Cirith Wayne Evans brings his neon-lit art to Wales


Its quirky neon installations and twinkling light towers are frequently shown in some of the world’s most exclusive galleries in New York, Mexico City, Tokyo and Shanghai.

In his first major solo show in his native Wales, the work of Sireth Wayne Evans is displayed in the traditional surroundings of an Edwardian-built gallery at the Llandudno resort, known for its old pier and waterfront – and the daring goats that descended on the town during the first closing.

Wayne Evans, winner of the prestigious Hepworth Prize for Sculpture, said he was thrilled to be on display at home.

“My spiritual and emotional connections are here,” he told The Guardian as he opened his exhibition in Mustine. “But for some reason and for another reason I have lived elsewhere for most of my life. I left Wales when I was 18 and am now 64.”

Wayne Evans said he was particularly pleased to have his exhibition on display in Mustaine. In its early days, the original Mustaine Art Gallery, with its bright terracotta facade, housed works for the Gwynedd Art Society of Ladies, who were denied membership in male-dominated local art societies on the basis of their gender. In recent years, it has been rebranded and revamped as a center for contemporary art. “I’ve always wanted to show in Mustaine,” Wayne Evans said.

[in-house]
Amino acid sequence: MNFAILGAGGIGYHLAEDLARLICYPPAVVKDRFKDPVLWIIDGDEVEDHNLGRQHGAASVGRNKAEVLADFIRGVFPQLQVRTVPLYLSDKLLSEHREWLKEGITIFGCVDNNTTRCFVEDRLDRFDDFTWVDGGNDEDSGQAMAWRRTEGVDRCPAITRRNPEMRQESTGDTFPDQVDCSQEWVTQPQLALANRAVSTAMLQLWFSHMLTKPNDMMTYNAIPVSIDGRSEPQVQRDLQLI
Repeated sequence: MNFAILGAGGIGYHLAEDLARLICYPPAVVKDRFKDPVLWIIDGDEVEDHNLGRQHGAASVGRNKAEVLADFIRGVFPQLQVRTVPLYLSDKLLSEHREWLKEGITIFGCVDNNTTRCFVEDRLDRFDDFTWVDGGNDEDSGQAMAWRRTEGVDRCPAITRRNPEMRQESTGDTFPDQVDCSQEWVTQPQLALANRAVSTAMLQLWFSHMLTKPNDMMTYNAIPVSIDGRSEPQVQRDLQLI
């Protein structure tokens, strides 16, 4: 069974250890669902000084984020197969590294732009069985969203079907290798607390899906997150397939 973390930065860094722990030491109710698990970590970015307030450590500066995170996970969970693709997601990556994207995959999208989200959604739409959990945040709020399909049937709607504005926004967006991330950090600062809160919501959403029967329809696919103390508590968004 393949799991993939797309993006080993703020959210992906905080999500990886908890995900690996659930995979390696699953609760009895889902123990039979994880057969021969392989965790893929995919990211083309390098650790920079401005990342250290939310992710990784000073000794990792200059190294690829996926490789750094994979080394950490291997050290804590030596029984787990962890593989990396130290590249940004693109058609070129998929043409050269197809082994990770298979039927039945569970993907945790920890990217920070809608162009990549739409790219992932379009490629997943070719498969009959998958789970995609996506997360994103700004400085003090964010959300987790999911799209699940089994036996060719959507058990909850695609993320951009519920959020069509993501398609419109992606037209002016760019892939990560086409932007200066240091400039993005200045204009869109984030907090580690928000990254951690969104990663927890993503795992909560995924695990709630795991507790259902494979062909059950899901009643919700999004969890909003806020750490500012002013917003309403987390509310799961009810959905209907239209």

I enjoyed staying in a hotel in the coastal city during the long and complicated installation period. “Llandudno is a very special place, with a unique feel, a weird kind of fantasy waterfront that goes on forever and rains all the time. It’s a little town on the fringes.”

Wyn Evans is excited to have a big show ever launched after exhibitions around the world have been canceled or impossible to travel to during the pandemic. “It is a great pleasure and a pleasure to be here.”

Born in Llanelli, South Wales, Wyn Evans has been described as the most widely recognized and internationally recognized Welsh artist working today. He began his career as a director, producing short experimental works. Comprising all six of the gallery’s spaces, the gallery includes intricate neon sculptures, seven-meter-high light columns and translucent glass panels, as well as a new film that will be altered and updated over the course of the exhibition.

“You really have to let yourself immerse yourself in yourself,” said Alfredo Cramerotti, director of Mustin. “It’s about perceiving sound, light, motion pictures, still images, air movement, vibration and landscape of the elements that affect and influence you as you move. It’s a two-way experience, about how you engage with space. and interact with them.

Wyn Evans accepts that his work can be considered esoteric. The title of this show itself may require some practice. ….) (her name.

Its people say it’s “open to different forms of interpretation” and Wayne Evans said he’s glad the show didn’t try to weaken things. “Thinking that no one will understand is the wrong way to look at it,” he said.

“My work has always been seen as difficult and impenetrable. So be it, I make no apologies for that.”

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